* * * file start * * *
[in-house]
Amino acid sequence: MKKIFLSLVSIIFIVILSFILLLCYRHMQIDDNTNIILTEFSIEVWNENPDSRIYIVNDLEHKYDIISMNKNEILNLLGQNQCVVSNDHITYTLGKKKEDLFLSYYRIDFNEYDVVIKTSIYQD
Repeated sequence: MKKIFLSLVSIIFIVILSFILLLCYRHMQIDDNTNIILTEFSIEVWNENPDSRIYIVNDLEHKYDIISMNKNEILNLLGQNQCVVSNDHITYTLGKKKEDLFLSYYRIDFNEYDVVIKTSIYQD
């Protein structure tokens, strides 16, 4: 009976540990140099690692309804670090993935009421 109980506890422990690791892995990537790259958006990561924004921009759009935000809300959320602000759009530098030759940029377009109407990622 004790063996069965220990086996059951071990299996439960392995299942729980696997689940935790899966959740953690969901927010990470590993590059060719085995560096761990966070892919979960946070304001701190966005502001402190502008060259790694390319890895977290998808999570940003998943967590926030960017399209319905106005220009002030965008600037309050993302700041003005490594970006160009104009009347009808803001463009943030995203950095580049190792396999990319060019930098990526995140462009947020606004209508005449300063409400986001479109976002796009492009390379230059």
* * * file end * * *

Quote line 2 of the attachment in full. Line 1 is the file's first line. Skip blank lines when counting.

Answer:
Amino acid sequence: MKKIFLSLVSIIFIVILSFILLLCYRHMQIDDNTNIILTEFSIEVWNENPDSRIYIVNDLEHKYDIISMNKNEILNLLGQNQCVVSNDHITYTLGKKKEDLFLSYYRIDFNEYDVVIKTSIYQD